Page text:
Canada Just Banned Conversion Therapy – What Does This Mean?

Conversion Therapy: What Is It And Why Did Canada Ban It?

Understanding Conversion Therapy

Conversion therapy, also called “reparative therapy”, is a range of practices done in an attempt to “change” a person’s sexual orientation or gender identity. These practices have often been found to be extremely dangerous and detrimental to the mental health of those who undergo them. 

Much of the scientific community have denounced conversion therapy as both ineffective and detrimental to the mental health of those who undergo them. As the American Psychological Association reports, “the results of scientifically valid research indicate that it is unlikely that individuals will be able to reduce same-sex attractions or increase other-sex sexual attractions” through conversion therapy.

Canada’s new law banning conversion therapy states that the practice “causes harm to society because, among other things, it is based on and propagates myths and stereotypes about sexual orientation, gender identity, and gender expression”.

The International Rehabilitation Council for Torture Victims has gone so far as to call conversion therapy “torture”.

So what does conversion therapy look like? There are a myriad of approaches, from religious counselling to forced isolation and confinement to ritual cleansing to electroconvulsive therapy. Practitioners are often discreet and elusive, disguising their “treatments” as “self-help” or “religious interventions”.

What Canada’s Ban On Conversion Therapy Means For LGBTQ2S Canadians

Sadly, according to No Conversion Canada, as many as 10% of LGBTQ2S Canadians have experienced some form of conversion therapy, with 72% of those experiencing it before the age of 20.

And prior to the passage of Bill C-4, only a number of Canadian municipalities, such as Vancouver, B.C., Calgary, Edmonton, and Spruce Grove, Alberta (among others) have banned the practice and promotion within their jurisdiction. 

Thankfully, with Bill C-4 receiving royal ascent and becoming enacted on January 7, 2022, the dangerous act of conversion therapy finally becomes illegal across the entire country.

Under Bill C-4, the following acts are considered illegal:

  •  Forcing or encouraging someone to undergo conversion therapy
  • Bringing a minor outside of Canada so that they may undergo conversion therapy abroad
  • Making a profit from providing conversion therapy
  • Advertising conversion therapy

According to CTV News, causing someone to undergo conversion therapy can lead to five years in prison, while promoting, advertising, providing, or profiting off of the practice can lead to two years in prison.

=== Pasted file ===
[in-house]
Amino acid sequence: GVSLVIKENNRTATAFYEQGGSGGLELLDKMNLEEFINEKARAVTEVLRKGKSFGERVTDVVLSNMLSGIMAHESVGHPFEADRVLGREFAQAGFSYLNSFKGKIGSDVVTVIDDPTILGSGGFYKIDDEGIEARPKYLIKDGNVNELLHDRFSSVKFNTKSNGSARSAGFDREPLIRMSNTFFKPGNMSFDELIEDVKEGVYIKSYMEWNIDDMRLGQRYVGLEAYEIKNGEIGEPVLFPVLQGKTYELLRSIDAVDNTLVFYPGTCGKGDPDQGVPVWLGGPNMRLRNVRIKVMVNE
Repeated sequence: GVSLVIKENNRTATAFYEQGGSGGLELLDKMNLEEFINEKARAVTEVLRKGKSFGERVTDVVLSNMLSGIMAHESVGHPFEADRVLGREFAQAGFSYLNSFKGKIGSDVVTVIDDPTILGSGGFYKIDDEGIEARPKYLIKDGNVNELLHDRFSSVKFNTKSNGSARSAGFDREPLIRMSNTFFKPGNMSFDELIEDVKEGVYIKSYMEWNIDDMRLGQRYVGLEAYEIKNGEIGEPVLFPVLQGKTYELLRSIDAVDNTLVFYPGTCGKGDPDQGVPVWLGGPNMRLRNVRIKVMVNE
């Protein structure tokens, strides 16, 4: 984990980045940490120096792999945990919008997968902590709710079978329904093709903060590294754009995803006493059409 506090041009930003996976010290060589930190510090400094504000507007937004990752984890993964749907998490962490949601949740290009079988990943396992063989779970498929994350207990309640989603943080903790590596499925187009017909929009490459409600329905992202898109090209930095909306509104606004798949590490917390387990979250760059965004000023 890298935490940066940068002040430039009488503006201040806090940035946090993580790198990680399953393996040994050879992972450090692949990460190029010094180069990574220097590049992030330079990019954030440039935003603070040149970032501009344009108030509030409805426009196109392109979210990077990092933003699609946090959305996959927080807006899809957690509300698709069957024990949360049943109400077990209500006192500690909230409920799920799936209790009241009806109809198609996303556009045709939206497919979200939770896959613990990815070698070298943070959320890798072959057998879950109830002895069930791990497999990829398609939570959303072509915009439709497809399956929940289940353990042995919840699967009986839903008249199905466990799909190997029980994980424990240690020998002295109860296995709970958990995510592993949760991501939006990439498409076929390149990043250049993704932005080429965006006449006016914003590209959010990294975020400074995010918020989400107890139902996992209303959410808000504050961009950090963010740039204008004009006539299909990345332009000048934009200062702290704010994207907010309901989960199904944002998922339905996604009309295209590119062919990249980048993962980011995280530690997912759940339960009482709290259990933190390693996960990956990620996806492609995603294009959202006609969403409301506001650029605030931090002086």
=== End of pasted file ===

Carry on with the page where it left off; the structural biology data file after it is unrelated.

The bill marks a step forward in protecting the already vulnerable LGBTQ2S community, who face higher incidences of gender-based violence, discrimination, unemployment, homelessness, and mental illness.

The bill’s passing, says Nicholas Schiavo of No Conversion Canada, “sends a clear message to LGBTQ2 Canadians: you are valid and deserving of a life free from harm.”

How To Support Victims Of Conversion Therapy

If you, or someone you know, are experiencing conversion therapy, here’s what you can do:

  • Get the right information: If you’re a minor experiencing conversion therapy, it’s possible that your parents or guardians have enrolled you in the practice out of a misguided attempt to “correct” your behaviour or “save” you from sin. 
  • However, many conversion therapy camps will hide the fact that their practices will often result in detrimental effects. Try to research and carefully present the facts to your parents about how conversion therapy can put you in serious harm.

  • Reach out to a supportive adult: If there is a relative or a friend of your parents’ who can intervene on your behalf, attempt to contact them. According to studies, having one supportive adult can protect a young person from the dangers of familial abuse and rejection. 

  • Seek help from LGBTQ2S organizations: Organizations like Born Perfect and the Trevor Project have 24-hour helplines dedicated to helping young LGBTQ2S people in need. 
  • The Bottom Line

    We hope you learned more about conversion therapy and the impact it has on LGBTQ2S Canadians. If you or someone you know is struggling with this form of abuse, please ensure to reach out for help. 

    To learn more about issues concerning the LGBTQ2S community, feel free to browse our blog.